I was in my office on the 23rd floor of Chicago's AT&T building, kitty-corner to the then-Sears Tower, when the first plane hit New York's Twin Towers. As speculation began that planes could be headed toward the Sears, I wondered if Chicago's search-and-rescue teams were equipped to help me survive. I had no provisions in my office on 9/11 — no food or bottled water. I was completely unprepared and, as history has shown, so was FEMA leadership.

Honestly, past failures of FEMA during 9/11 and Katrina — and the Deepwater Horizon oil spill — made me a bit disillusioned with decision-makers who lacked the field experience and survival skills to lead a team of first responders during a large-scale incident. But I recently felt a renewed sense of confidence in federal response leadership after speaking with Tim Manning, FEMA's deputy administrator for protection and national preparedness. In fact if I was in a bind, he'd be the man I'd call.

Manning is responsible for preparing the nation to protect against, to prevent, to respond to and to recover from acts of terrorism and natural disasters, and has responded to nearly every type of incident imaginable. From hiking out to the backcountry of New Mexico during search-and-rescue missions to analyzing hazmat incidents, he's done it all. He is a former firefighter, EMT, rescue mountaineer, hazmat specialist and hydrologist. He also brings frontline emergency management experience to the agency, most recently serving as the secretary of the New Mexico's Department of Homeland Security and Emergency Management and as homeland security advisor to Gov. Bill Richardson in 2007.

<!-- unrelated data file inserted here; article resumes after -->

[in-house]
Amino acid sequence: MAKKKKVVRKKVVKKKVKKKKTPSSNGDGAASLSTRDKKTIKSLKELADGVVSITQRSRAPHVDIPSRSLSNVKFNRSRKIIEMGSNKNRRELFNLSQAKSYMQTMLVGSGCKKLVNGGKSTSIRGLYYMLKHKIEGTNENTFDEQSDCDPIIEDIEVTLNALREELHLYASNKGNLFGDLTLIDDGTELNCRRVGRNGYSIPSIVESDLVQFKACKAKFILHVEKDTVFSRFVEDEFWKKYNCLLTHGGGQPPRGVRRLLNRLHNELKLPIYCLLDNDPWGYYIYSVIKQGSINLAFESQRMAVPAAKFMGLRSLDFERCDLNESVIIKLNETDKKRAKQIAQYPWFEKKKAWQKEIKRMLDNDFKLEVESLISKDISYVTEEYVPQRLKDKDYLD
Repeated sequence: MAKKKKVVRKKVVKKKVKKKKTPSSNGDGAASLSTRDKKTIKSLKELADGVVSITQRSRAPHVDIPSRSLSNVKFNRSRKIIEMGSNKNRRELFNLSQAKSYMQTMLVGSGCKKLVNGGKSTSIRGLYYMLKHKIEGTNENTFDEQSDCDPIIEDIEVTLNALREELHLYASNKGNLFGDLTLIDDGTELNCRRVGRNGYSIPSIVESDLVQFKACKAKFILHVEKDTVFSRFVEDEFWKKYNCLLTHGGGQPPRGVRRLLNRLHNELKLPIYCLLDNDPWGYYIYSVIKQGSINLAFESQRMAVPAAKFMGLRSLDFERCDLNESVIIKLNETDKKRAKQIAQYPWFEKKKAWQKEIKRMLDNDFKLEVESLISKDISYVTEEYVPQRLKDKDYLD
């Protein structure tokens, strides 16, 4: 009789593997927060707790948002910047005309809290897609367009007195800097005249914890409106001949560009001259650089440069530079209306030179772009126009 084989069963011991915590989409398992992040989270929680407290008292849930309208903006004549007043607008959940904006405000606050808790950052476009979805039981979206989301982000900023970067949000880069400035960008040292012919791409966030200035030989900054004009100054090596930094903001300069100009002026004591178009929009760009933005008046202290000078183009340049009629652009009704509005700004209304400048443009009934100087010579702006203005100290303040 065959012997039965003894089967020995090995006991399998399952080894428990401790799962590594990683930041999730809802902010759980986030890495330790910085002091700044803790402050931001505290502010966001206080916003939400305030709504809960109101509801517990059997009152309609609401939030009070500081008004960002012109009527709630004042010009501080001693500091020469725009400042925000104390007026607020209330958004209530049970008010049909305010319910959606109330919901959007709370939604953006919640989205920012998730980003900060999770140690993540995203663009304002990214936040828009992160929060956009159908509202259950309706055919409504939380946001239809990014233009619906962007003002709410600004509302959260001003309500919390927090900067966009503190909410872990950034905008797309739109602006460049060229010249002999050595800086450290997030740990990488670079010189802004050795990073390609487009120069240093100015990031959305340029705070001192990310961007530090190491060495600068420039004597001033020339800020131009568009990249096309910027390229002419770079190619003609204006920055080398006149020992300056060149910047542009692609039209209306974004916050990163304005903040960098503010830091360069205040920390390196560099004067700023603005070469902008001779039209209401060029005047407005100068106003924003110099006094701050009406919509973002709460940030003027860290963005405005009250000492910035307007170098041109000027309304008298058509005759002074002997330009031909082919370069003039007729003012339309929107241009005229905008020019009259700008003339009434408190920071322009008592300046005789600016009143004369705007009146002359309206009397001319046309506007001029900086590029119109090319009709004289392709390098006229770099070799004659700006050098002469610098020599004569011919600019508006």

By no means do I know Manning. But after speaking with him, I realized he's dedicated to the safety of his community based on his actions. He spent most of career volunteering as a firefighter/EMT throughout New Mexico — working structural fires or rappelling down a cliff to rescue a climber or rushing to save a life at curbside. During the day, he worked as a hydro-geologist doing hazardous materials analysis at the sites of accidents and often would respond as a firefighter to an incident and then, weeks later, end up as a geologist and hazardous materials specialists working the cleanup.

Such life experience puts Manning in the position to opine on the best tools for the each specific job, especially in regards to interoperability. He said with more than $4 billion a year in FEMA grants dedicated to emergency responders, there is some money available specifically to the build outs of interoperable communications. First responder and related private industry can develop reliable communications with the grants, noting "there are big gaps throughout the country and some areas need the simple ability to communicate with each other, not complex, interoperable communications," he said.

Manning made a good point when he said, "Sometimes old technology if used correctly is the right solution to the problem." It inevitably led to a comparison between analog versus digital communications in harsh or remote environments. He said in his experience, digitally encrypted radios, in most contexts, were exactly the right tool for the job. But there also were times when simple technology was better.

"In wildland fires and backcountry rescue, you're hoping your radio signal is bouncing off the atmosphere and going further, where a simple analog radio that can break squelch … is a better tool in those environments compared to an encrypted radio that works or doesn't work," he said.

Honestly, my conversation with Manning left me with a sense of renewed security and trust. He is a man who can respond to any disaster, in any kind of environment and brings that knowledge to his role at FEMA. My only hope is that those in power listen to his advice before, during and after a large-scale incident when it comes to finding the right tools for the job, and that he can cut through any red tape in order to get it done.

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